The Aerofilms Collection is a significant archive of aerial photography which captures nearly 90 years of British history as evidenced through its changing landscape. Original negatives, glass plates and photograph albums of locations in Scotland are held by NCAP.
Aerofilms Ltd was founded on 9 May 1919. An unprecedented business venture, it hoped to marry the technology of powered flight to the discipline of photography. Its founders were Claude Grahame-White, an internationally-famous aviation pioneer, and Francis Lewis Wills, a trained architect who had flown as an observer for the Royal Naval Air Service during the First World War. Together, they created the UK's first commercial aerial survey company. From developing photographic glass plates in a hotel bathroom at the London Flying Club in Hendon, to producing many thousands of aerial images every year, they took a tool which had first been used for military intelligence, and repackaged it for the mass market. As a result, Aerofilms lived through, and recorded, one of the most tumultuous periods in British history.
Sitting either side of pilot Henry 'Jerry' Shaw are Francis Wills and the cinematographer Claude Friese-Greene. Wills is holding up an aerial photographic camera, while Friese-Green is gripping a film camera designed to capture moving images.
This image was taken in July 1919, just two months after Wills and Claude-Graham White had formed their new, pioneering aerial photography company.
The company survived the worldwide economic crash of the Great Depression in the 1930s and, as a subsidiary of the Aircraft Operating Company, the staff were co-opted to serve in photographic intelligence work during the Second World War. Re-formed after the cessation of hostilities, Aerofilms was on hand to help shape the Britain of the future, photographing the major reconstruction projects of the 1940s and ‘50s. The company continued to undertake survey contracts around the world, surviving through several changes of ownership, until 2010. The resultant archive covered a vast array of subjects, forming a record of development in industrial, urban, suburban, rural and coastal areas of locations across the globe.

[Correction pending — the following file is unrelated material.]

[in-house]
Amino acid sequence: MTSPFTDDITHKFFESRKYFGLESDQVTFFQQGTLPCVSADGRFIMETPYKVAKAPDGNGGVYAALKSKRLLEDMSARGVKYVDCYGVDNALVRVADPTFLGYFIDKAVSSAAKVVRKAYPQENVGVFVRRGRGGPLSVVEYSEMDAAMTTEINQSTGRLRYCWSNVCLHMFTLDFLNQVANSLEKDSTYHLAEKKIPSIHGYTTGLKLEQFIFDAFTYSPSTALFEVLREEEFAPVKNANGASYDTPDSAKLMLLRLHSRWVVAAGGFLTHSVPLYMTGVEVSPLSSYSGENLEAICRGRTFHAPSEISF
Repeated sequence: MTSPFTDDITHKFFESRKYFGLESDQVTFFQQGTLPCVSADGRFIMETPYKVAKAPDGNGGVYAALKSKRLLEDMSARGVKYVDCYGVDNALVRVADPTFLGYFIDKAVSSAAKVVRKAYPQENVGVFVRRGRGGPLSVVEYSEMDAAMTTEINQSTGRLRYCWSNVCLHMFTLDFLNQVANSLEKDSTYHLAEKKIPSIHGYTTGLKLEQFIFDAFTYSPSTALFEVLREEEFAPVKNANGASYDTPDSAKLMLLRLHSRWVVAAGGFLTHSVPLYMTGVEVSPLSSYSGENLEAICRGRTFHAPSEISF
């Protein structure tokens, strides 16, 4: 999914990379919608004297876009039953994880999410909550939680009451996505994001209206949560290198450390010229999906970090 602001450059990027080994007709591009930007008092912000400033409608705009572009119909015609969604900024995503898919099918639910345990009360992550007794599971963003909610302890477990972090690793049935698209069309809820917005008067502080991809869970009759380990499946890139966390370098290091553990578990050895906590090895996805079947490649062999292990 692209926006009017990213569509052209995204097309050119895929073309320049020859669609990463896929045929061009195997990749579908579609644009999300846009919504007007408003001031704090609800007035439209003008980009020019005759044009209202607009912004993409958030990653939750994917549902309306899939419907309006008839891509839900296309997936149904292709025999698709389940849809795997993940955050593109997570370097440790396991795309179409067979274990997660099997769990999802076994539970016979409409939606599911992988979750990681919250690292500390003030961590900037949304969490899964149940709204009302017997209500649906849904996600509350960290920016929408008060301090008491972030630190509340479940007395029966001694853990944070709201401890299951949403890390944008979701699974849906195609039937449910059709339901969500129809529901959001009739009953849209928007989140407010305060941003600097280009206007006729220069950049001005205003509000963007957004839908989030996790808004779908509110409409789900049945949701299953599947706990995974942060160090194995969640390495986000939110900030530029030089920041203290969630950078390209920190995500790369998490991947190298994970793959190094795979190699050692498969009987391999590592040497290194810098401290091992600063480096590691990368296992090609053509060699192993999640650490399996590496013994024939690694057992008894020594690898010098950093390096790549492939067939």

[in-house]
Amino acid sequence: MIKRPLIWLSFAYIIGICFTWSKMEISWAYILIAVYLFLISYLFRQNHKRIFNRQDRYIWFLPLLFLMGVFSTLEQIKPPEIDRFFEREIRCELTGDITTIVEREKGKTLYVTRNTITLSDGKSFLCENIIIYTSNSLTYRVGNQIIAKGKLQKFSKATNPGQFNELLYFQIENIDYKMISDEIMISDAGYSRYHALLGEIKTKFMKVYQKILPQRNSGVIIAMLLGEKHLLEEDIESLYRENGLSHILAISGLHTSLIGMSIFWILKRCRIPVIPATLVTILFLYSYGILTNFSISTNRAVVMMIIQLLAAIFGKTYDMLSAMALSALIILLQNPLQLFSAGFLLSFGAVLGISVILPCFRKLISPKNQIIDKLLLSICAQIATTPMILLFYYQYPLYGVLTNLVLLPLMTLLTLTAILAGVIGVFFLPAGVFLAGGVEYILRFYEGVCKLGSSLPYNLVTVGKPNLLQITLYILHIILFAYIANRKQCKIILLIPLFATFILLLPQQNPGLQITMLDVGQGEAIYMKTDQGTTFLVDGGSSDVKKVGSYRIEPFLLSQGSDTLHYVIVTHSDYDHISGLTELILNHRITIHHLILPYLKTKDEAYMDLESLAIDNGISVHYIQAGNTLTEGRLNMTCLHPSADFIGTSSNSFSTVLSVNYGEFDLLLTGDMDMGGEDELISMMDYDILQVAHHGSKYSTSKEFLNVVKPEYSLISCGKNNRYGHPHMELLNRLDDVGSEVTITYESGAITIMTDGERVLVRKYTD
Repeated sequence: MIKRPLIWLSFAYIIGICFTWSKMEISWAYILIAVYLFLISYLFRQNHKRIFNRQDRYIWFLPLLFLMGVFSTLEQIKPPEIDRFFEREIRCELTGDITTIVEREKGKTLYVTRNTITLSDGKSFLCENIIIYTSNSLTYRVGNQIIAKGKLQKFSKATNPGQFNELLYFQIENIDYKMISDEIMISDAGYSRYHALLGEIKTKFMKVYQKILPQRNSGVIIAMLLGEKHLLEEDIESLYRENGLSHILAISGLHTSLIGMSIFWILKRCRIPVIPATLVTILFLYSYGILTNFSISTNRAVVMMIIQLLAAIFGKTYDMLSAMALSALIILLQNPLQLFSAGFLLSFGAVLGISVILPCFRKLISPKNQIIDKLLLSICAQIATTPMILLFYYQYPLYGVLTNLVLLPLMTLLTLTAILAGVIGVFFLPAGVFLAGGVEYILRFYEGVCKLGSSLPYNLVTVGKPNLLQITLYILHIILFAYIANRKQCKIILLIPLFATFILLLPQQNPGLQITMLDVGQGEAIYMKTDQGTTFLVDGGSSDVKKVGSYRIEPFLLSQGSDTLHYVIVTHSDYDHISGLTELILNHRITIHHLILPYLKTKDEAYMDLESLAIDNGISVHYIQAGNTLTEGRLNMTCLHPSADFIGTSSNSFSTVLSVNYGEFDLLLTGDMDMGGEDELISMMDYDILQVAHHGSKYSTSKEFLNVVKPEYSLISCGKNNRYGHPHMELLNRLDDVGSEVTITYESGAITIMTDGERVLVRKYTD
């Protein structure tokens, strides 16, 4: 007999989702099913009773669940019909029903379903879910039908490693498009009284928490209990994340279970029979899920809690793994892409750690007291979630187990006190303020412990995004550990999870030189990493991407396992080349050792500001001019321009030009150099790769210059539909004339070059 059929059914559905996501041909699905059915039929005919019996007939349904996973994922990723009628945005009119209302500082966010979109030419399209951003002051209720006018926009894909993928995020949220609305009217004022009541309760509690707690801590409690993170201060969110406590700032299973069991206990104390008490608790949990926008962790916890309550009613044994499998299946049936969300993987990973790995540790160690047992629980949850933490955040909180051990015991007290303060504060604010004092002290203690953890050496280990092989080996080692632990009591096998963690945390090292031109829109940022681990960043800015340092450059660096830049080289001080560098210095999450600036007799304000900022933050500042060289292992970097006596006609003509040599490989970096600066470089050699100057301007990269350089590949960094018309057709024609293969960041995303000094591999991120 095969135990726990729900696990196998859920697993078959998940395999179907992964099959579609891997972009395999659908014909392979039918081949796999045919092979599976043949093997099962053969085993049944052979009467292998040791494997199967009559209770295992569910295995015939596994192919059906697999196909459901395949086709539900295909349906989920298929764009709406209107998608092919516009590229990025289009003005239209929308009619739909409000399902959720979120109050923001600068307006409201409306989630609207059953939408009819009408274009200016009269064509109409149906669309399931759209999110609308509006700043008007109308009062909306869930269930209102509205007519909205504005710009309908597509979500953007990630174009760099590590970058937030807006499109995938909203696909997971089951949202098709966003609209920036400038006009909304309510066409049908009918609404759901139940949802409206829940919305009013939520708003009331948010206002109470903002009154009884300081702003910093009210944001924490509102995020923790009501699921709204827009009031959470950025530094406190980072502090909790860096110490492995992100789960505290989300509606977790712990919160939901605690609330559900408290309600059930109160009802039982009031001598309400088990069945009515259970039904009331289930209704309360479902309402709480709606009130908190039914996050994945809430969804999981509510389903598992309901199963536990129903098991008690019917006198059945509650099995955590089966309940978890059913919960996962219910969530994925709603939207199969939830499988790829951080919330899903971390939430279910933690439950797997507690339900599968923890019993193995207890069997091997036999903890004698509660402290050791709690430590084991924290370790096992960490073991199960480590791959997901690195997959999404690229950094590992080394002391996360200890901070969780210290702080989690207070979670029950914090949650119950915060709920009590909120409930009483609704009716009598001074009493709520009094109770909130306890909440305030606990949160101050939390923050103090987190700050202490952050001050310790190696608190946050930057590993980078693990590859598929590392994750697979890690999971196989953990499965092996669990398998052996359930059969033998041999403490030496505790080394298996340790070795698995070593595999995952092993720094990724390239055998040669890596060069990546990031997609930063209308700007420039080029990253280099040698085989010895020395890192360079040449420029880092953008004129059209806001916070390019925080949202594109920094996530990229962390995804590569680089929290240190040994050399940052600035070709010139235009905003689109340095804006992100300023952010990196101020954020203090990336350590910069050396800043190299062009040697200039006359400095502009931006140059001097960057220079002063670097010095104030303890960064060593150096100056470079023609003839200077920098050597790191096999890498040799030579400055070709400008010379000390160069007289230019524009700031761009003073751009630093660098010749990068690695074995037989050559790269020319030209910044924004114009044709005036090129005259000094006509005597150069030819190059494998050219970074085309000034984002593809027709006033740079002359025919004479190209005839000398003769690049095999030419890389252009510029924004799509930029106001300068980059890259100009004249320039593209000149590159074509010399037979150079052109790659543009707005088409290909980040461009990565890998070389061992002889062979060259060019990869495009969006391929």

The Aerofilms archive of historical oblique aerial photographs was acquired for the nation in 2007. With the support of the Heritage Lottery Fund and the Foyle Foundation, RCAHMS, English Heritage and the Royal Commission on the Ancient and Historical Monuments of Wales embarked on a programme to conserve, catalogue and digitise the collection and make it freely available online. As a result of this funding, over 5,000 oblique aerial photographs of Scotland before 1953 were preserved, digitised, re-housed, catalogued and uploaded to both the NCAP and Britain from Above websites.